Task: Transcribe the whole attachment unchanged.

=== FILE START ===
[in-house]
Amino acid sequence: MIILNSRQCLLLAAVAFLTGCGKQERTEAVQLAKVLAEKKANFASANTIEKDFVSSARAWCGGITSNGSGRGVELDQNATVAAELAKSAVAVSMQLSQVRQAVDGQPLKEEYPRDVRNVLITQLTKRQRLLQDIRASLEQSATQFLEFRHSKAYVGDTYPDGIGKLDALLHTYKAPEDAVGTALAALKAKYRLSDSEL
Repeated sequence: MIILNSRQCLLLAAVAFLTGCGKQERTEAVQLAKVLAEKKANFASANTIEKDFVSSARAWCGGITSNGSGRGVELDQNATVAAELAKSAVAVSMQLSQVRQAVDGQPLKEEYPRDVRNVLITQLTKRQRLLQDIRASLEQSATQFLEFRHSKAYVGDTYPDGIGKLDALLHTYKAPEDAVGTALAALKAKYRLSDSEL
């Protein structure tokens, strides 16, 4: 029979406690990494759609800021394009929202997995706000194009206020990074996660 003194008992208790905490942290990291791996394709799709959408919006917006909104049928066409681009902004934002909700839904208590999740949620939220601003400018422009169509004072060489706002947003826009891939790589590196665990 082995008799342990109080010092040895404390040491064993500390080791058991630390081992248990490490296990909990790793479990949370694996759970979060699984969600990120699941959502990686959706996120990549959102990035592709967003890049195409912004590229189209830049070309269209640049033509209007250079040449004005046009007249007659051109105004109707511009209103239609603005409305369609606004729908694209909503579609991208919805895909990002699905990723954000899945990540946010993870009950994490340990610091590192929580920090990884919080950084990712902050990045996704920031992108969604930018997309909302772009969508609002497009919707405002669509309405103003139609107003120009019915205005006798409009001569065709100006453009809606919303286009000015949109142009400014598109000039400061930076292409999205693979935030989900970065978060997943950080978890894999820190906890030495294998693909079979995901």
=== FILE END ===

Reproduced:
[in-house]
Amino acid sequence: MIILNSRQCLLLAAVAFLTGCGKQERTEAVQLAKVLAEKKANFASANTIEKDFVSSARAWCGGITSNGSGRGVELDQNATVAAELAKSAVAVSMQLSQVRQAVDGQPLKEEYPRDVRNVLITQLTKRQRLLQDIRASLEQSATQFLEFRHSKAYVGDTYPDGIGKLDALLHTYKAPEDAVGTALAALKAKYRLSDSEL
Repeated sequence: MIILNSRQCLLLAAVAFLTGCGKQERTEAVQLAKVLAEKKANFASANTIEKDFVSSARAWCGGITSNGSGRGVELDQNATVAAELAKSAVAVSMQLSQVRQAVDGQPLKEEYPRDVRNVLITQLTKRQRLLQDIRASLEQSATQFLEFRHSKAYVGDTYPDGIGKLDALLHTYKAPEDAVGTALAALKAKYRLSDSEL
């Protein structure tokens, strides 16, 4: 029979406690990494759609800021394009929202997995706000194009206020990074996660 003194008992208790905490942290990291791996394709799709959408919006917006909104049928066409681009902004934002909700839904208590999740949620939220601003400018422009169509004072060489706002947003826009891939790589590196665990 082995008799342990109080010092040895404390040491064993500390080791058991630390081992248990490490296990909990790793479990949370694996759970979060699984969600990120699941959502990686959706996120990549959102990035592709967003890049195409912004590229189209830049070309269209640049033509209007250079040449004005046009007249007659051109105004109707511009209103239609603005409305369609606004729908694209909503579609991208919805895909990002699905990723954000899945990540946010993870009950994490340990610091590192929580920090990884919080950084990712902050990045996704920031992108969604930018997309909302772009969508609002497009919707405002669509309405103003139609107003120009019915205005006798409009001569065709100006453009809606919303286009000015949109142009400014598109000039400061930076292409999205693979935030989900970065978060997943950080978890894999820190906890030495294998693909079979995901």